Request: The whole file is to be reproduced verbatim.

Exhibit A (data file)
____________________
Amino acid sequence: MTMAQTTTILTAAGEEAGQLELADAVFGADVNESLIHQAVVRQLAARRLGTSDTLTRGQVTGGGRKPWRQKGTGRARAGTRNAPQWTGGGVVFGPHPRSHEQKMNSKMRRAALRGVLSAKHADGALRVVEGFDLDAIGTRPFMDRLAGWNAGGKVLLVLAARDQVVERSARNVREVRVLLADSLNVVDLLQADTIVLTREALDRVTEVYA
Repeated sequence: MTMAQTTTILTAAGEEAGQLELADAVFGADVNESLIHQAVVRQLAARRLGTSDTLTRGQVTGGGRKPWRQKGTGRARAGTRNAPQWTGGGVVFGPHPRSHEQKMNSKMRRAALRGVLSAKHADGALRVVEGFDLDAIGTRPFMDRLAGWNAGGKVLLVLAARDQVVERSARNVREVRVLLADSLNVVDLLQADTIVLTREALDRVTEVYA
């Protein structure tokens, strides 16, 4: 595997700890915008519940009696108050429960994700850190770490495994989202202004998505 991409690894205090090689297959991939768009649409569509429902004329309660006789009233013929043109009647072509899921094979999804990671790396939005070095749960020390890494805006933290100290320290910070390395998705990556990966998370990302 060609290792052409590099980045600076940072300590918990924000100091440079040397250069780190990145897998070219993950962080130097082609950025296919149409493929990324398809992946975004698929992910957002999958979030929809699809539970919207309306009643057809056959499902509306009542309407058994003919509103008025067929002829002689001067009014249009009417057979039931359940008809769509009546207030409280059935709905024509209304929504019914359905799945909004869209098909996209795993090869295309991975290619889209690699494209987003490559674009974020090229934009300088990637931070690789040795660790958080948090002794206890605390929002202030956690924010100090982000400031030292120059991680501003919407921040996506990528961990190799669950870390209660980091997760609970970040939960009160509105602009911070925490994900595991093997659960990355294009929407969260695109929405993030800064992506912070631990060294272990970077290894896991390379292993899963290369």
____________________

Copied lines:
Amino acid sequence: MTMAQTTTILTAAGEEAGQLELADAVFGADVNESLIHQAVVRQLAARRLGTSDTLTRGQVTGGGRKPWRQKGTGRARAGTRNAPQWTGGGVVFGPHPRSHEQKMNSKMRRAALRGVLSAKHADGALRVVEGFDLDAIGTRPFMDRLAGWNAGGKVLLVLAARDQVVERSARNVREVRVLLADSLNVVDLLQADTIVLTREALDRVTEVYA
Repeated sequence: MTMAQTTTILTAAGEEAGQLELADAVFGADVNESLIHQAVVRQLAARRLGTSDTLTRGQVTGGGRKPWRQKGTGRARAGTRNAPQWTGGGVVFGPHPRSHEQKMNSKMRRAALRGVLSAKHADGALRVVEGFDLDAIGTRPFMDRLAGWNAGGKVLLVLAARDQVVERSARNVREVRVLLADSLNVVDLLQADTIVLTREALDRVTEVYA
């Protein structure tokens, strides 16, 4: 595997700890915008519940009696108050429960994700850190770490495994989202202004998505 991409690894205090090689297959991939768009649409569509429902004329309660006789009233013929043109009647072509899921094979999804990671790396939005070095749960020390890494805006933290100290320290910070390395998705990556990966998370990302 060609290792052409590099980045600076940072300590918990924000100091440079040397250069780190990145897998070219993950962080130097082609950025296919149409493929990324398809992946975004698929992910957002999958979030929809699809539970919207309306009643057809056959499902509306009542309407058994003919509103008025067929002829002689001067009014249009009417057979039931359940008809769509009546207030409280059935709905024509209304929504019914359905799945909004869209098909996209795993090869295309991975290619889209690699494209987003490559674009974020090229934009300088990637931070690789040795660790958080948090002794206890605390929002202030956690924010100090982000400031030292120059991680501003919407921040996506990528961990190799669950870390209660980091997760609970970040939960009160509105602009911070925490994900595991093997659960990355294009929407969260695109929405993030800064992506912070631990060294272990970077290894896991390379292993899963290369």